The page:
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Demand for Golden Nugget variety spikes
California clementines lighter set but good demand
Last week’s rain kept some California citrus growers out of the field. "It’s never a good idea to pick wet citrus fruit because it causes skin breakdown and quality issues," says Jesse Silva with Kings River Packing. Around January 11 some growers were able to get back into their groves to continue working after the rainfall.
Kings River started harvesting in October with their Satsuma then started Clementines in early November. Page mandarins started late December, early January. “It’s a really good variety,” Silva said. “We’re just finishing those up and we’re starting Tango seedless mandarin and Shasta Gold mandarin right now.”
The season started on a good note for the Satsumas with “good plentiful crops.” Silva says Clementines were a little lighter set overall but they had good demand. “We had a good Page crop and the interest in the Pages was really high, a lot of commitments. That’s helped supply keep moving.” Overall the largest crop volume for Mandarins are on the Tango seedless mandarins and the Murcott varieties as they harvest for the longest period of time. Silva says this is essentially the time of year for the larger portion of the mandarin crop. “We have good supplies, it’s a lighter set overall so we should have nice size in the field, peaking on 24s, 21s.” Our Mandarin season will go through the middle of April and they are exceptionally sweet and juicy; Tango season is typically from mid-January to April.
Newest variety in the field
Golden nugget is the newest variety in their field. “It was something we’ve had for a number of years in small volume but we’ve seen such a big spike in demand and a lot of people have liked them.” Because the fruit is so delicate with a very oily rind, they’re packed by hand. “You have to handle them differently than any other piece of fruit. It’s a little harder to pack but the quality and the way we handle them I think people like a lot so we’ve seen a lot of growth on that variety. The eating quality is probably by far the best mandarin we grow.” Even though it “looks funky” he also says it has a wonderful aroma, is really sweet and easy to fall in love with once eaten.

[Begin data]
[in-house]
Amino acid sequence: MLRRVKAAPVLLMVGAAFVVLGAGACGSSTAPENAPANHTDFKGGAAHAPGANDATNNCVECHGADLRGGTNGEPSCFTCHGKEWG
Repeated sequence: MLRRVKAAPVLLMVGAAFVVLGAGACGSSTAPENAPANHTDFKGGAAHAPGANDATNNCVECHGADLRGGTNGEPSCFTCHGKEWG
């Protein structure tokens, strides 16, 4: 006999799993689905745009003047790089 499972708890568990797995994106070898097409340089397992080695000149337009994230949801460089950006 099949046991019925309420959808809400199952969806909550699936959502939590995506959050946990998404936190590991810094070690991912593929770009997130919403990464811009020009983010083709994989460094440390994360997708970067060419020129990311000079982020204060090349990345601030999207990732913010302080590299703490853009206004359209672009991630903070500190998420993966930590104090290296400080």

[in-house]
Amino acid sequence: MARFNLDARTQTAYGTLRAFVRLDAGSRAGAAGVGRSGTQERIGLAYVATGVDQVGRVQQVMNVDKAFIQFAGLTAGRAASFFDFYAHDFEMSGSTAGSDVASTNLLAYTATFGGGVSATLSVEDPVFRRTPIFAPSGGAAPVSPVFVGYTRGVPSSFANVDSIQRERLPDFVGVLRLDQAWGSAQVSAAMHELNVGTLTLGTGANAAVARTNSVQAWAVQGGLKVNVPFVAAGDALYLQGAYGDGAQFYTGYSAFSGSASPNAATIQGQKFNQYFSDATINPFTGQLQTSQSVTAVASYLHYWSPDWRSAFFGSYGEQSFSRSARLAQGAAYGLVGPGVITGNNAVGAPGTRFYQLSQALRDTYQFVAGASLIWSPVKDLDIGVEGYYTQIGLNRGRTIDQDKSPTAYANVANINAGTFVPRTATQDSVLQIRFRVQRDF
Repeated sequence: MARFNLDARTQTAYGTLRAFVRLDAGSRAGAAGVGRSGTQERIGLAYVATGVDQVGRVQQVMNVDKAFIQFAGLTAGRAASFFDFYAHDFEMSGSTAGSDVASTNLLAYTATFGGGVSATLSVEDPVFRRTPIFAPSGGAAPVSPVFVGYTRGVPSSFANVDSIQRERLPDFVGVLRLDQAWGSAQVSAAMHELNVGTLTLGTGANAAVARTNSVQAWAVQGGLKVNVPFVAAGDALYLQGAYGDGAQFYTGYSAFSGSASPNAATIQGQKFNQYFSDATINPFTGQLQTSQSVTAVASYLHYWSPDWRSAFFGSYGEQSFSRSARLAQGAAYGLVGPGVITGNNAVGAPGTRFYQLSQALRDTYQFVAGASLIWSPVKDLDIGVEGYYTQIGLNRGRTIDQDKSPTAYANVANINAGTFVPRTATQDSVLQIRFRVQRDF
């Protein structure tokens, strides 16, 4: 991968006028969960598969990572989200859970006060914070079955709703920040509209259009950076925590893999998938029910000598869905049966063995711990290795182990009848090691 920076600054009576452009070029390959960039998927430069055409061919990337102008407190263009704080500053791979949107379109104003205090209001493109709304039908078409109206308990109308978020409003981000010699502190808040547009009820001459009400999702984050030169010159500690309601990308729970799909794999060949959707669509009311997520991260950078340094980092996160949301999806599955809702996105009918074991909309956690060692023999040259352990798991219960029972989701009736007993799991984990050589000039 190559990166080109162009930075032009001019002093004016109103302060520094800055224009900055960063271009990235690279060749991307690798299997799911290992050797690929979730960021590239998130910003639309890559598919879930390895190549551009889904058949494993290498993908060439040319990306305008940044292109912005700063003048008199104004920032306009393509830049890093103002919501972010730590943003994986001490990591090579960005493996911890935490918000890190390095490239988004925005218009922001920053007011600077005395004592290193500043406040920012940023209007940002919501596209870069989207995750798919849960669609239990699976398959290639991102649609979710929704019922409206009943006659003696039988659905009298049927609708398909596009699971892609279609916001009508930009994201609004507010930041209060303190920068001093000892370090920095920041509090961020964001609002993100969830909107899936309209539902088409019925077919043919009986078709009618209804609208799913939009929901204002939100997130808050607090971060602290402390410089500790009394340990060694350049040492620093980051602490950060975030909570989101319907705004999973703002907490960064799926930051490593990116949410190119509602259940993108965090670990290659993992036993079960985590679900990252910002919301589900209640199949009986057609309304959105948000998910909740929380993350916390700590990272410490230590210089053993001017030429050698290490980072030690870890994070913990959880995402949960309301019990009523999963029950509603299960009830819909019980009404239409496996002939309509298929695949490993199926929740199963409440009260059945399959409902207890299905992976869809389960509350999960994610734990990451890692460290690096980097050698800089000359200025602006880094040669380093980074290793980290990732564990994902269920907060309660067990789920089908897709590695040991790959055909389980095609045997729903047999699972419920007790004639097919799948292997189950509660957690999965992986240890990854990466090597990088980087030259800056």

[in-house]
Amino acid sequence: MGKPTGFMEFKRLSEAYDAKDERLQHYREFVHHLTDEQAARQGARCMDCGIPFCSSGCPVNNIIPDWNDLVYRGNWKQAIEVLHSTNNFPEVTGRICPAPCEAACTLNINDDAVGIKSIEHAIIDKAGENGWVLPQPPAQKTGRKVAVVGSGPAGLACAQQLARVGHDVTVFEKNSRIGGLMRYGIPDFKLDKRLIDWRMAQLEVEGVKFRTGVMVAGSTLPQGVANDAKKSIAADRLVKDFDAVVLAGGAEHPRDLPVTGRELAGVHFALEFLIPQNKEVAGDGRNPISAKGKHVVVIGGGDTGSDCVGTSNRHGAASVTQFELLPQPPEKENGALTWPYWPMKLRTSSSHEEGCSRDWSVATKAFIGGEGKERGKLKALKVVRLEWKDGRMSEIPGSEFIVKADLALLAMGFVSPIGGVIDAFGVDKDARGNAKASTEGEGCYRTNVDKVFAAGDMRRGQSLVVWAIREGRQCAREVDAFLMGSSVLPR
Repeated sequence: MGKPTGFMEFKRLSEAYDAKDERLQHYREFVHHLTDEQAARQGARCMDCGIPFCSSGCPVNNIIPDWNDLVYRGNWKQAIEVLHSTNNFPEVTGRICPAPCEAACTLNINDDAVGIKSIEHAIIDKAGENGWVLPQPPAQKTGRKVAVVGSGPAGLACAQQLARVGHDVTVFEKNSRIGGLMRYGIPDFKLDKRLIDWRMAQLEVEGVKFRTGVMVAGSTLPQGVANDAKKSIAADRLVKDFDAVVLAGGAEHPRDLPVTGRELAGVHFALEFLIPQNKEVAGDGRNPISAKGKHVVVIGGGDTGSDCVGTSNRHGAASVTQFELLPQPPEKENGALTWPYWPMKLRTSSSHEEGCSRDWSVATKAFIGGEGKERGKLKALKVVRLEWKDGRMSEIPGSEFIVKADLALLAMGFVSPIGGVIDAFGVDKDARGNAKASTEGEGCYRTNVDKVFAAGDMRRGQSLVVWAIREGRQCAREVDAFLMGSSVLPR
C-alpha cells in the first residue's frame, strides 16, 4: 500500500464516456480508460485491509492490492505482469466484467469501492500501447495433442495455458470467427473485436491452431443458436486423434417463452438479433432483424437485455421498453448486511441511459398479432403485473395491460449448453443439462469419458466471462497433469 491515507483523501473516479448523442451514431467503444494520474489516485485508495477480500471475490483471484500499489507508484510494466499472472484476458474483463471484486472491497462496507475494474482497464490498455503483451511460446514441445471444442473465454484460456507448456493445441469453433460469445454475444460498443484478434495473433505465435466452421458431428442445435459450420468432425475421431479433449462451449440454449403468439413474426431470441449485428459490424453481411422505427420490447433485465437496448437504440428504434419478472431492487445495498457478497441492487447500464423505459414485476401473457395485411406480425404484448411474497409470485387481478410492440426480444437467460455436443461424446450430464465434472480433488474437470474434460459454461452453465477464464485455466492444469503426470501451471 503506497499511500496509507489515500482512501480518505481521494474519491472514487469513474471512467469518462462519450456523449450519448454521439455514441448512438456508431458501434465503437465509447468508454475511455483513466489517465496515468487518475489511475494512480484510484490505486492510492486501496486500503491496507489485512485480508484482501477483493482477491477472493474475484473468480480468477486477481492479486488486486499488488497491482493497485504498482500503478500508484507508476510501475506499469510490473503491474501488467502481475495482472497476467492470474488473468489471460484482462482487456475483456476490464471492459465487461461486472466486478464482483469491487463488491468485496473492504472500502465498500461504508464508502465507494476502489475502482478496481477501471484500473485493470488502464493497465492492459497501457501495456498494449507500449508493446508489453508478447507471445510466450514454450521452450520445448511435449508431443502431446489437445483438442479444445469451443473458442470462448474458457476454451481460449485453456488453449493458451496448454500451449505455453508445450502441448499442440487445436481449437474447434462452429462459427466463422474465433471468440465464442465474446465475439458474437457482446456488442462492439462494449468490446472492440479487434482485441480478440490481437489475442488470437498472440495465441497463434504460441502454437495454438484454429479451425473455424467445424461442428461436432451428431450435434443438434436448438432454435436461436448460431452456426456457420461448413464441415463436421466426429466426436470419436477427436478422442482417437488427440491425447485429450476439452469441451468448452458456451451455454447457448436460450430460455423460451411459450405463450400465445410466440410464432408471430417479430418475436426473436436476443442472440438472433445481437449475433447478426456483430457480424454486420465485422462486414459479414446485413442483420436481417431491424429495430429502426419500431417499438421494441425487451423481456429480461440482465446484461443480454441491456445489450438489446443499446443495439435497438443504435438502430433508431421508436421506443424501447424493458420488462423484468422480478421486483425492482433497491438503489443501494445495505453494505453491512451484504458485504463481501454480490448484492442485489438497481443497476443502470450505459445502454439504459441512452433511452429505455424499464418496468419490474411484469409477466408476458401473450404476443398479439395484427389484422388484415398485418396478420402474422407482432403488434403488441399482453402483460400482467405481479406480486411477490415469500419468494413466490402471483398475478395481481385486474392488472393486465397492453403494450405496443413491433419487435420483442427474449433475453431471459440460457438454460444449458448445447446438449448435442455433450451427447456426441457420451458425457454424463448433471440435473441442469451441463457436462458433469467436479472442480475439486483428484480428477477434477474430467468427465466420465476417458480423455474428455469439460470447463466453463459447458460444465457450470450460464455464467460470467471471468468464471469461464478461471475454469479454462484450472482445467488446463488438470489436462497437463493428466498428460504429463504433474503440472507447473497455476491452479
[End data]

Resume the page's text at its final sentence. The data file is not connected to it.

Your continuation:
Citrus varieties gaining distinction
Much like the apple varieties, which,have flourished into multiple varieties, Silva says he’s seen mandarins do the same. “A lot of people at retail are wanting to distinguish the different characteristics of each variety of mandarin. People are starting to catch on, like with oranges (blood oranges, cara caras) now people are identifying individual mandarins: pages, golden nugget, etc. based on what they like to eat they gravitate towards one variety or another.”
Building expansions & year round program with Chile
There are plans to expand their existing facility with an additional 60,000 sq. ft. over the next year and add another 100,000 over time, Silva says. They’ve also been buying more acreage around the Central Valley area to plant different varietals of citrus. “We’re always looking for that new best variety. We’re in a nice growth pattern that we’ll be able to offer more fruit to our customers an be able to bring in new customers as well.” With an expanding summer program from Chile, Silva wants to steadily grow into offering citrus year round, over lemons, which are currently their only year round offering.
Wary of HLB
There are concerns with the recent infestation of HLB disease on backyard citrus trees in Los Angeles, though it hasn’t affected commercial trees yet. “We’re more educated than people were when they first started battling the disease. I think we’ll be able to combat it and hopefully keep it under control. That’s a big focus for the industry as a whole,” says Silva.
Marketing heirloom oranges
Over the last couple of years Kings River Packing has focused on marketing their heirloom oranges more heavily. Groves were originally planted in the late 1800s and they’re working to get increased word out to customers that heirlooms are something they would be interested in trying. “We’ve had a lot of response from retail side on heirlooms. Even consumer feedback (is very positive): we get emails and Facebook messages on the heirloom bags that they’ve bought. It’s pretty crazy how excited people get about fruit.” But in the immortal words of Martha Steward, really that’s “a good thing.”
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Kings River Packing
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